Restore Your Water-Damaged Furniture With Expert Restoration Tips

If you’ve recently experienced water damage in your home, you know the damage it can cause to your furniture. It can cause warping, discoloration, and even mold growth to water-damaged furniture, making you think of throwing out your damaged pieces and starting from scratch. 

According to the Insurance Information Institute (III), water damage affects around 14,000 people in the United States every single day. However, replacing all your water-damaged furniture at once can be a significant financial burden. The good news is you can restore your furniture after water damage and minimize the damage in many cases. 

While it may not be possible to make the furniture look as good as new, repairing and restoring it can save you money and help you hold on to cherished keepsakes with sentimental value. 

In this blog, we’ll know details about the causes of water damage, how exactly water damages furniture, and we’ll provide tips and step-by-step instructions for fixing water-damaged furniture, helping you to gain the financial upper hand in this hectic scenario. 

What Causes Water-Damaged Furniture?

Before diving into the restoration process, we should know about the reasons you might face water-damaged furniture. The primary reason why your furniture gets water-damaged is the moisture it absorbs. The moisture can come from many sources-

  • Roof Leaks
  • Leaking Pipes
  • Water overflow
  • Faulty Appliances
  • Heavy Rainfall
  • Natural Disaster (Flooding, Hurricanes, etc.)

Check out this blog if you want more details about water damage effects on the house.

Types of Water-Damaged Furniture

  • Wooden Furniture
  • Veneer Furniture
  • Upholster Furniture
  • Leather Furniture

Wooden Water-Damaged Furniture

According to a study by North Carolina State University, 82.5% of individuals use wood as the primary furniture source. So, we will mainly focus on fixing issues in wooden water-damaged furniture. 

Wooden furniture is affected by water damage in a few different ways. The most common problem is that the wood swells and warps. Swollen wood furniture is more than just unsightly; in many instances, it can make it difficult to use or even cause it to break. 

There are also other issues water-damaged wooden furniture could face, like white spots, black spots, crumpled veneer, etc. The furniture can eventually fall apart if the water damage is left untreated. Now we will go through how you can fix each issue-

Dry Out the Wood

The first thing you must do when dealing with wooden water-damaged furniture is to let it dry as soon as possible. Wood is hydrophobic, so it very easily absorbs water; therefore, you should keep a keen eye on your wooden furniture when any sort of water damage happens.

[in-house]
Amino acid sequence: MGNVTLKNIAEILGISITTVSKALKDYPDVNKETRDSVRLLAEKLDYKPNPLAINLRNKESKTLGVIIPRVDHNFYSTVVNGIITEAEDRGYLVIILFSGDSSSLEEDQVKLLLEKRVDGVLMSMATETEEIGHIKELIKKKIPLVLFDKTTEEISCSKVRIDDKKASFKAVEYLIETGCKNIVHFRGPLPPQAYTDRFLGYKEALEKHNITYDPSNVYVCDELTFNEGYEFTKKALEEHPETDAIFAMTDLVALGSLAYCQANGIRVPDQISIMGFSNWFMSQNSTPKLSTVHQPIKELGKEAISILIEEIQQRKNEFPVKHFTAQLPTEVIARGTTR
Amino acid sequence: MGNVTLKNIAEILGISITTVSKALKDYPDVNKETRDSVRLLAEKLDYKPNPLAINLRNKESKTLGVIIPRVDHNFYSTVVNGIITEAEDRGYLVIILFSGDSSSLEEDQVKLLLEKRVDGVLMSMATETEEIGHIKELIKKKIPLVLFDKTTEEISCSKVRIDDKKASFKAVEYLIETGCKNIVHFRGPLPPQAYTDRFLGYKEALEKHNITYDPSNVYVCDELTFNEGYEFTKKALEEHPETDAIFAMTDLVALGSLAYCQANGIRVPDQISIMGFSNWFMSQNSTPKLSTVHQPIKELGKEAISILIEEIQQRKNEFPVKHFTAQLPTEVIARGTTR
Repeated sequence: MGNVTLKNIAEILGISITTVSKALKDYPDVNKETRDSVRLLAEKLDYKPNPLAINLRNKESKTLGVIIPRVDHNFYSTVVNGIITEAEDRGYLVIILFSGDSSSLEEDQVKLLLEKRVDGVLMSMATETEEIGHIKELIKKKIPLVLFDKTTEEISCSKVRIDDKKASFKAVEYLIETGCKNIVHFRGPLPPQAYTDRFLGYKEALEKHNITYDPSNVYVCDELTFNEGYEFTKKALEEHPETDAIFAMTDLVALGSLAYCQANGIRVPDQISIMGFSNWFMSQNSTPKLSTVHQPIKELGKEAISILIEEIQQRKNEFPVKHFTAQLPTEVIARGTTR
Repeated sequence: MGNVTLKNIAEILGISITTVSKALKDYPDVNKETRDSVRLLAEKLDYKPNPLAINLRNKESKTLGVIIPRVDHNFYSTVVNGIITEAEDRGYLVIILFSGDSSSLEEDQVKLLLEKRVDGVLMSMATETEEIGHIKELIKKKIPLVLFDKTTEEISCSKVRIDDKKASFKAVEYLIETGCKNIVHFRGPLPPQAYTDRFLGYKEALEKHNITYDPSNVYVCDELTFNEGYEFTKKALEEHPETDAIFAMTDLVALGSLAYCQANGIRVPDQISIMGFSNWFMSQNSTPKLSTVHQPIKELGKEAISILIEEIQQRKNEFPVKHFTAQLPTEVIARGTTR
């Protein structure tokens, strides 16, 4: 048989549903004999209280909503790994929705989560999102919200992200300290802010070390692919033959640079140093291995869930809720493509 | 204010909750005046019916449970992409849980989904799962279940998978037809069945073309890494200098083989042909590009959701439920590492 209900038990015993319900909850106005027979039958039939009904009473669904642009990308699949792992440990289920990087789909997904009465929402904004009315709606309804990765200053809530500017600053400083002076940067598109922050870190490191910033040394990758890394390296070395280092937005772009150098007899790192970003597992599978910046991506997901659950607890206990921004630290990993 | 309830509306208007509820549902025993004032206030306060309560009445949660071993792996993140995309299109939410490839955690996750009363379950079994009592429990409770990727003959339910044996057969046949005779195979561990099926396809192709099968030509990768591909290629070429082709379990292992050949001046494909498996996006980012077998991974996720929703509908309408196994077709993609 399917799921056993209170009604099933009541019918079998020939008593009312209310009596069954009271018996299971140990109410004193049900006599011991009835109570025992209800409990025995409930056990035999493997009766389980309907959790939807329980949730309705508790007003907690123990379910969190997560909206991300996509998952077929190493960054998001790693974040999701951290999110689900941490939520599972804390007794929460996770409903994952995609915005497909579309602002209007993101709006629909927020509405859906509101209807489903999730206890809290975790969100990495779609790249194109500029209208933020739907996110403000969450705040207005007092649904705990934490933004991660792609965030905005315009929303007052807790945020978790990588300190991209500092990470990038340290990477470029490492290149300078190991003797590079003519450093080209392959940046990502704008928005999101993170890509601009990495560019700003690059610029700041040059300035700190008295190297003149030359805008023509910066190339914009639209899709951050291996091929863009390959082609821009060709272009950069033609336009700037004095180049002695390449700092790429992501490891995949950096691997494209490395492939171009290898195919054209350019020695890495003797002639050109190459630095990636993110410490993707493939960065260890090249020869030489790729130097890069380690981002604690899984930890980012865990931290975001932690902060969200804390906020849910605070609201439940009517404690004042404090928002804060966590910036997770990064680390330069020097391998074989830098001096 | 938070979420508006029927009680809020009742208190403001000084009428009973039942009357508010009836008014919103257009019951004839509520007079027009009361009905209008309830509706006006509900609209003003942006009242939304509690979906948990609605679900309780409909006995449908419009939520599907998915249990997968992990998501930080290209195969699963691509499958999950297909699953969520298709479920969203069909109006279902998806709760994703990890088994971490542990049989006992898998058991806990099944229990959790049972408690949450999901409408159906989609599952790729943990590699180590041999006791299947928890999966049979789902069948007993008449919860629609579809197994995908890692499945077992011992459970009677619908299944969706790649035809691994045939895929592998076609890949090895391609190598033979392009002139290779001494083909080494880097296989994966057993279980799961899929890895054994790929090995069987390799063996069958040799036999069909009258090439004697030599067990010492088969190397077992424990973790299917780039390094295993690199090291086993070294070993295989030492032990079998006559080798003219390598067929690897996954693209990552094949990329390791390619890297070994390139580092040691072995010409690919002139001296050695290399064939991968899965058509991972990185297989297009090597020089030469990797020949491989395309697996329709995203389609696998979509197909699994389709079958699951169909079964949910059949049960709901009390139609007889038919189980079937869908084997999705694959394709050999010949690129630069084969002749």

Put the furniture somewhere it can directly come in contact with the sun. You can even speed up the process by using fans and dryers. But make sure to check the weather conditions first because unexpected rain can cause harm even more.  

wooden water-damaged furniture

Use More Fixings

After your furniture is well-dried, repair it by adding extra fixtures to strengthen the structure. You should look for areas where parts are loosened up and moved back and forth. Many extra fixing options, like screws, bolts, nails, expanded metal lathes and galvanized strips, wall plugs, pipe brackets, cable clips, frame fixings, and many more, are available. Adding fixtures will make the structure stronger and will keep things in the right place that has moved because of moisture. 

Fill in the Gaps

If your water-damaged furniture has expanded on a large scale after being exposed to water. After drying out, you will notice the wood may start to slip and crack once it begins to shrink to its regular size, especially where the joints are. To prevent these cracks from splitting apart, you will have to use wood filler in the affected areas. 

As the name states, wood filler fills the bits between the cracks, making the surface smooth again. You have to notice what filler you are using because different fillers are used for different types of wood. 

If you use the wrong filler, cracks won’t be filled, and the filler will stick out. But if you see the cracks are way too large to fill, you can try using wood glue or a clamp when pushing both sides strongly. You can also force the edges f the crack together and make the crack smaller, then apply the wood filler. 

White Spots

If you see white spots in your water-damaged wooden furniture, then you know it came in contact with contaminated water. This may seem very severe but don’t worry; they can be treated easily! 

Mix a spoonful of baking soda and a cleaning solution with equal toothpaste. Dip a damp cloth in the cleaning solution and scrub it over the spots. Once the furniture becomes free of spots, polish the affected area with a dry cloth to regain the shine.

Moldy Black Spots

While cleaning white spots, you may come across black spots, which are basically mold. White spots are formed due to the absorption of water, but the same spots turn black, indicating that water has penetrated deep inside, damaging the finish of the wood. If you witness any black spots in your water-damaged furniture, it means there’s mold growing on your furniture. 

In order to remove the moldy spots from the furniture, first, you need to remove the upper finish of the wood. Then, clean the mold with a peroxide cleaning solution and coat the area with a new finish.

Veneer Water-Damaged Furniture

A style of wooden furniture known as a veneer is made of pieces of real wood that have been bonded together to create a completed surface over artificial wood. However, furniture made of veneer can still sustain water damage, particularly on the surface and in the gaps between attached joints.

Veneer Water-Damaged Furniture

Fixing Veneer Furniture